Bangor City has since moved to the Welsh football league system, while AP Leamington, Maidstone, Nuneaton, Scarborough and Telford later collapsed and were reconstituted in lower English leagues. Gravesend & Northfleet changed its name to Ebbsfleet United in 2007.

Since 1984, the National League has been publicly known by the names of a succession of official title sponsors. The name was officially changed from Alliance Premier to the Football Conference in 1986, and to the National League in 2015. Below is a list of sponsors and what they chose to call the league:

  • 1984–1986: Gola (Gola League)
  • 1986–1998: General Motors (GM Vauxhall Conference)
  • 1998–2007: Nationwide Building Society (Nationwide Conference, and from 2004 additionally Nationwide Conference North / Nationwide Conference South)
  • 2007–2010: Blue Square (Blue Square Premier / Blue Square North / Blue Square South)
  • 2010–2013: Blue Square Bet (Blue Square Bet Premier / Blue Square Bet North / Blue Square Bet South)
  • 2013–2014: Skrill (Skrill Premier/ Skrill North/ Skrill South)
  • 2014–2015: Vanarama (Vanarama Conference/ Vanarama Conference North/ Vanarama Conference South)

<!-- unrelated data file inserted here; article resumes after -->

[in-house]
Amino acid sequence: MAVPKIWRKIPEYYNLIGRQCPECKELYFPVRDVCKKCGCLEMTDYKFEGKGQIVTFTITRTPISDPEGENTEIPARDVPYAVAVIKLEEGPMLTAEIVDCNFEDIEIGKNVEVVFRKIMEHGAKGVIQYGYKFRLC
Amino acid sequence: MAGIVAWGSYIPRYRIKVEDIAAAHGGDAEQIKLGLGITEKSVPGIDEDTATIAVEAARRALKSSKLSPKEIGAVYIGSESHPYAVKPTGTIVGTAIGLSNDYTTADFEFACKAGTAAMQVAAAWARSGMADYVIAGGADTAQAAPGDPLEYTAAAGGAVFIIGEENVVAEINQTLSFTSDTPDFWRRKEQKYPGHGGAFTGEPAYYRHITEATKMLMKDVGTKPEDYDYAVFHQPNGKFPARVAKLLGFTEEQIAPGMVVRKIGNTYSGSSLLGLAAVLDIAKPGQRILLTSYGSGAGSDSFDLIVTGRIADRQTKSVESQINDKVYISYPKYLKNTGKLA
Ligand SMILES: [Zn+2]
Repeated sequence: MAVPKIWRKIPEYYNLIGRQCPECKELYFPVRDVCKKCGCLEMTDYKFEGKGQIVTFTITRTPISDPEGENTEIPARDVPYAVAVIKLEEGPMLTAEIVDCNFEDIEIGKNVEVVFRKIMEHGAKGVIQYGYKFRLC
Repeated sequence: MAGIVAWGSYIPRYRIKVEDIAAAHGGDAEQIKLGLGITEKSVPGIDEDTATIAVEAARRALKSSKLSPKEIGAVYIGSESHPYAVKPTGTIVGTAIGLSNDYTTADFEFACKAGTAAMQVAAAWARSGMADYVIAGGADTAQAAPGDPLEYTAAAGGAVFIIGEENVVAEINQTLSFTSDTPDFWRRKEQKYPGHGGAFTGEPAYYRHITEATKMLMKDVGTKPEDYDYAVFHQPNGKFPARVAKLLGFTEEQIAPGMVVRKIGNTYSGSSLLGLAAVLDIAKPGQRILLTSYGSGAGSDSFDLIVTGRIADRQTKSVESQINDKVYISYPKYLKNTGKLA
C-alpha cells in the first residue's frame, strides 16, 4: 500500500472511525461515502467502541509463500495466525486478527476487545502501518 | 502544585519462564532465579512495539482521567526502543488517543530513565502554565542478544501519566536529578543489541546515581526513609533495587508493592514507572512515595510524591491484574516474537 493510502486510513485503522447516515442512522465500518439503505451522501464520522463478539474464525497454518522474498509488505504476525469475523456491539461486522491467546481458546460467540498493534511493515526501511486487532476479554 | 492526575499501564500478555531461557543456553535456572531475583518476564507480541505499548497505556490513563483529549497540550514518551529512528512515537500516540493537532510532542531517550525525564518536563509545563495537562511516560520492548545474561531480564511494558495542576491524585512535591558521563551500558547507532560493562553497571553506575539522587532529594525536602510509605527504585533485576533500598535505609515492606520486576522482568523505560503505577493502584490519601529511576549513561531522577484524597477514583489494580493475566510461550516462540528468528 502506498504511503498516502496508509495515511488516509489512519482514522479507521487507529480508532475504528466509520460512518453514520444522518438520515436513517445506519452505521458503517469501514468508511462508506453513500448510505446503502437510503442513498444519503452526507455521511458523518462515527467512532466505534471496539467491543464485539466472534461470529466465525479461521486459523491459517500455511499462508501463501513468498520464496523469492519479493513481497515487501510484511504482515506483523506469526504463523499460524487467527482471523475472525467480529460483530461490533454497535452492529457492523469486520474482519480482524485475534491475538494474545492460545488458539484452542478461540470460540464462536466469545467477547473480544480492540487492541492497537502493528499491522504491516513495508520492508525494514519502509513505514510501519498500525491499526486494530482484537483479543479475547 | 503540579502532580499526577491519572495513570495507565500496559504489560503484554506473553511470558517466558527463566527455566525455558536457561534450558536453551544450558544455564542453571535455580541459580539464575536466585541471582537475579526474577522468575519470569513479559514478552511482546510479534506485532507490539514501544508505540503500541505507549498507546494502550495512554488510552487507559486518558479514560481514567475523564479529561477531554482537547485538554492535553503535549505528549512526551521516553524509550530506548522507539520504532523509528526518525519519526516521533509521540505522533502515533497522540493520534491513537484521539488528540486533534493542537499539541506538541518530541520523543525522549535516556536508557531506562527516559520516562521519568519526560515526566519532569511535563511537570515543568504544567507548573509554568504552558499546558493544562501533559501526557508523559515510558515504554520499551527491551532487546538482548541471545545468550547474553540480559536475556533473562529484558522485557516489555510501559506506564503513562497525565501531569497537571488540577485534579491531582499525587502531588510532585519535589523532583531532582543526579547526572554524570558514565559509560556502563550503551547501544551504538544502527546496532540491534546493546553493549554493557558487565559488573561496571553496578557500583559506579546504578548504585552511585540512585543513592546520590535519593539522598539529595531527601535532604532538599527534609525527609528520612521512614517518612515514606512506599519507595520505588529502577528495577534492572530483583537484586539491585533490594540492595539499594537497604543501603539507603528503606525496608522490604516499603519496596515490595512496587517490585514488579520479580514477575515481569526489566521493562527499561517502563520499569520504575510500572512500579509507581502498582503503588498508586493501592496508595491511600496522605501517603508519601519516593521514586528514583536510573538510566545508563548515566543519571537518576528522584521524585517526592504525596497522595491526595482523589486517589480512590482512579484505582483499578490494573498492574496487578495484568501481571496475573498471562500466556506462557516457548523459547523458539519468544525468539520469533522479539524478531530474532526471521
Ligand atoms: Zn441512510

• 2015– :Vanarama (Vanarama National League / Vanarama National League North / Vanarama National League South)

The National League had a single division for the first 25 years of its existence, but since the 2004–05 season has consisted of three divisions. The original division was renamed Conference National (currently National League) and two new regional divisions one level down were introduced, Conference North and Conference South (currently National League North and South). The new clubs to form this larger competition were drawn from the Northern Premier League, Southern League, and Isthmian League according to guidelines developed by the NLS Committee.